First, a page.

One of the many books I read while on hiatus was Slow Stitch: Mindful and Contemplative Textile Art by Claire Wellesey-Smith. For a while now I've been studying various methods of art quilting to learn more about it, but also to navigate where I'm going with my own needle work. Last summer for the first time I made an improvisational art quilt with eco-friendly, sustainable fabrics and threads that really challenged me, and put me on a different path with my quilt work. This book added a lot to that shift in my thinking as well.
Claire is a textile artist from Yorkshire, UK who doesn't churn out perfect quilts from patterns that a thousand other quilters use. She dyes her own fabrics and threads using seasonal plants that she sources locally. She has an enduring emotional connection with her work and materials, and hand stitches her projects, two things I also feel strongly about as a quilter. She supports using traditional methods in quilting and patchwork, like Kantha and Japanese boro, which are sustainable. The one thing she doesn't do is hurry.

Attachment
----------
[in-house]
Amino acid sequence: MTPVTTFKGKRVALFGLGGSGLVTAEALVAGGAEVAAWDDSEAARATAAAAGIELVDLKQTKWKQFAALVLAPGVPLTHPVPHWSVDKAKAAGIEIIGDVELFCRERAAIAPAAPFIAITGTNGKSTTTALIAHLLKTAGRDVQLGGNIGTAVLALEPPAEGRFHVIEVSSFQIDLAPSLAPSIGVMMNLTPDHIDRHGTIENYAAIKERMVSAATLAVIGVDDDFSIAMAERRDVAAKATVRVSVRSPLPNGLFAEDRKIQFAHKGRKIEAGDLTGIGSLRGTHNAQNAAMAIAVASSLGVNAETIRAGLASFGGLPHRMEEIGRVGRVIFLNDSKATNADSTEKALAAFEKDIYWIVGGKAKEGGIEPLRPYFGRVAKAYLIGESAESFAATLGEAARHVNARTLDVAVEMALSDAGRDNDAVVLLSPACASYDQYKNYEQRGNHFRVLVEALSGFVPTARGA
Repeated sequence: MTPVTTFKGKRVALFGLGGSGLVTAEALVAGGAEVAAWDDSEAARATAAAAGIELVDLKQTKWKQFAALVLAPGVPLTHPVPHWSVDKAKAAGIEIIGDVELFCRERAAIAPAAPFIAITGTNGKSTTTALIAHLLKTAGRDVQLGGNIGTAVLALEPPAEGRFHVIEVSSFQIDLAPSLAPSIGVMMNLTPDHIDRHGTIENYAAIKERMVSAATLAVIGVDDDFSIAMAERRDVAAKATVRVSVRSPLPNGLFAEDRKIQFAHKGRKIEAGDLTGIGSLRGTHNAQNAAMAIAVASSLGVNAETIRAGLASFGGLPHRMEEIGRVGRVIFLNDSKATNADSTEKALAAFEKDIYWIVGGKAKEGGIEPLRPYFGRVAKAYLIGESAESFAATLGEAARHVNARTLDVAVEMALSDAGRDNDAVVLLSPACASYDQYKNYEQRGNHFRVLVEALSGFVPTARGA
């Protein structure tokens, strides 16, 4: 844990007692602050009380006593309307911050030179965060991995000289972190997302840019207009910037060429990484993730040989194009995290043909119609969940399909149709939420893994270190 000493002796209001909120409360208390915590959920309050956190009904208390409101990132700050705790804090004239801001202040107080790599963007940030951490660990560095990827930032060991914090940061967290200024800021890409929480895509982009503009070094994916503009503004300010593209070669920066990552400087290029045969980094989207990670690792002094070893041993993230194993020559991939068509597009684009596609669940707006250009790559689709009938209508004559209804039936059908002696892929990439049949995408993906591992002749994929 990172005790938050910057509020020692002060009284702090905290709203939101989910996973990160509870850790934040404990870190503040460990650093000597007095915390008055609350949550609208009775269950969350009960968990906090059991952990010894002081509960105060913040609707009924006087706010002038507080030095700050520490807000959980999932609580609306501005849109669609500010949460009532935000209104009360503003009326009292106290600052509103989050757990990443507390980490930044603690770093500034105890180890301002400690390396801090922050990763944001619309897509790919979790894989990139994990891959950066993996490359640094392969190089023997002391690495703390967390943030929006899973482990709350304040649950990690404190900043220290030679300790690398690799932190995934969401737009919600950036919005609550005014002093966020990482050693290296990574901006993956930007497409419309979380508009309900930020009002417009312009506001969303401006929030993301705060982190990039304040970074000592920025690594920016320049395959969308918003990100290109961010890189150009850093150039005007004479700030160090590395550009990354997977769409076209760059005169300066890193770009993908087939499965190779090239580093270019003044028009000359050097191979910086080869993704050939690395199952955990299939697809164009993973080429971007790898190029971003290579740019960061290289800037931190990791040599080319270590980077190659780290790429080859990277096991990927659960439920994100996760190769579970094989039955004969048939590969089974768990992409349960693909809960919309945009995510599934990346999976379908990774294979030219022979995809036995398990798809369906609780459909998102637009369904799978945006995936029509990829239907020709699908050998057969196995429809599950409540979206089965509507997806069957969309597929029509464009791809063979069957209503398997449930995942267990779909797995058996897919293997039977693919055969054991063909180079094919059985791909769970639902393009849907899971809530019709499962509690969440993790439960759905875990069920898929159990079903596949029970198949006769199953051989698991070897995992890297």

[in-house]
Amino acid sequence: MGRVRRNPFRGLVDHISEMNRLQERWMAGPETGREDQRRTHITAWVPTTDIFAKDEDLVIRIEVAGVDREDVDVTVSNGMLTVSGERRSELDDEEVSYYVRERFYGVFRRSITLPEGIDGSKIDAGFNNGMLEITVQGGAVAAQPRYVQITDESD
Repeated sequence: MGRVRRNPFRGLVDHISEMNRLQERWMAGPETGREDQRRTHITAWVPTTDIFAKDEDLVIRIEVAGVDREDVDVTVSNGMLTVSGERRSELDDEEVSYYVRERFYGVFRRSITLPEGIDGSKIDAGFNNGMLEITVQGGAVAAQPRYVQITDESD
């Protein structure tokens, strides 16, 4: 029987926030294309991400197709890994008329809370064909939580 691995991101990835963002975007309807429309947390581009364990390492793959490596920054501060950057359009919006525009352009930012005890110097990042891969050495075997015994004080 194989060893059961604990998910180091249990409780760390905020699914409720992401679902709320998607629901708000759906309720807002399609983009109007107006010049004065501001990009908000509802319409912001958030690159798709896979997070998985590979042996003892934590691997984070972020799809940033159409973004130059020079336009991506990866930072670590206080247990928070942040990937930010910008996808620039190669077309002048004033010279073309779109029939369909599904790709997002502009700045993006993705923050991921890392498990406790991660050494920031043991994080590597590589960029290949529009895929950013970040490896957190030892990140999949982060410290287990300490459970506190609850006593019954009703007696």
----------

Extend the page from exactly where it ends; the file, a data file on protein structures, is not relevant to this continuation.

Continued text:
This book is not about utter perfection, over-productivity, or finish line races. There aren't endless pages of complicated projects that you'll never master. In fact, I doubt there's a single straight line of stitching in the whole book. What Claire does is steer textile artists toward taking more time and thought with their work, going green by using recycled materials, and finding inspiration from some lovely traditional methods. She does so with a quiet, elegant honesty that really spoke to me. The slow stitch mindset is very natural, and more grounded in what quilting is for me. Her goal is not to help you finish ten projects in a month, but to find the pleasure in the making of one -- however long it takes.
I highly recommend this book as a wonderful guide and companion for any textile artist who wants to get more out of the journey.